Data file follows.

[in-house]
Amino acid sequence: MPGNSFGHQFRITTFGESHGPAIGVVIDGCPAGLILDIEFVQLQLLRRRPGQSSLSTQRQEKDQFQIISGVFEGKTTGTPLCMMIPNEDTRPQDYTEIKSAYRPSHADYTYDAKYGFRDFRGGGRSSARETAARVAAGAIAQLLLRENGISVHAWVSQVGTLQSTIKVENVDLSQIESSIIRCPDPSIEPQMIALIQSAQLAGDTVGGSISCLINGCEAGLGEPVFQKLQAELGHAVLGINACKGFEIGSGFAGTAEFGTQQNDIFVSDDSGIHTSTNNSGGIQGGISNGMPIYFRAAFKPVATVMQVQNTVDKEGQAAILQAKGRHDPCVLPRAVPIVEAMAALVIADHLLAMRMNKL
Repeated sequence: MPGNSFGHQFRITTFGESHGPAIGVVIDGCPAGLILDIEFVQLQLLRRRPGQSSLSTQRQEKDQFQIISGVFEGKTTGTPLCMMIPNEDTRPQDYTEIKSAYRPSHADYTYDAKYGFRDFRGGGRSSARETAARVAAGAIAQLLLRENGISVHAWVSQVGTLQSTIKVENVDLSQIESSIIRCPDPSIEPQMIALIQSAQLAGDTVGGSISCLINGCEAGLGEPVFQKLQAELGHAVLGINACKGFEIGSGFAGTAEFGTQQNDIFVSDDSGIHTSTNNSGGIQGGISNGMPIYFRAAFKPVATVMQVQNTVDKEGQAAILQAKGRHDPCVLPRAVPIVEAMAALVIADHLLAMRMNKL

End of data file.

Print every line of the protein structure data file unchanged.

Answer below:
[in-house]
Amino acid sequence: MPGNSFGHQFRITTFGESHGPAIGVVIDGCPAGLILDIEFVQLQLLRRRPGQSSLSTQRQEKDQFQIISGVFEGKTTGTPLCMMIPNEDTRPQDYTEIKSAYRPSHADYTYDAKYGFRDFRGGGRSSARETAARVAAGAIAQLLLRENGISVHAWVSQVGTLQSTIKVENVDLSQIESSIIRCPDPSIEPQMIALIQSAQLAGDTVGGSISCLINGCEAGLGEPVFQKLQAELGHAVLGINACKGFEIGSGFAGTAEFGTQQNDIFVSDDSGIHTSTNNSGGIQGGISNGMPIYFRAAFKPVATVMQVQNTVDKEGQAAILQAKGRHDPCVLPRAVPIVEAMAALVIADHLLAMRMNKL
Repeated sequence: MPGNSFGHQFRITTFGESHGPAIGVVIDGCPAGLILDIEFVQLQLLRRRPGQSSLSTQRQEKDQFQIISGVFEGKTTGTPLCMMIPNEDTRPQDYTEIKSAYRPSHADYTYDAKYGFRDFRGGGRSSARETAARVAAGAIAQLLLRENGISVHAWVSQVGTLQSTIKVENVDLSQIESSIIRCPDPSIEPQMIALIQSAQLAGDTVGGSISCLINGCEAGLGEPVFQKLQAELGHAVLGINACKGFEIGSGFAGTAEFGTQQNDIFVSDDSGIHTSTNNSGGIQGGISNGMPIYFRAAFKPVATVMQVQNTVDKEGQAAILQAKGRHDPCVLPRAVPIVEAMAALVIADHLLAMRMNKL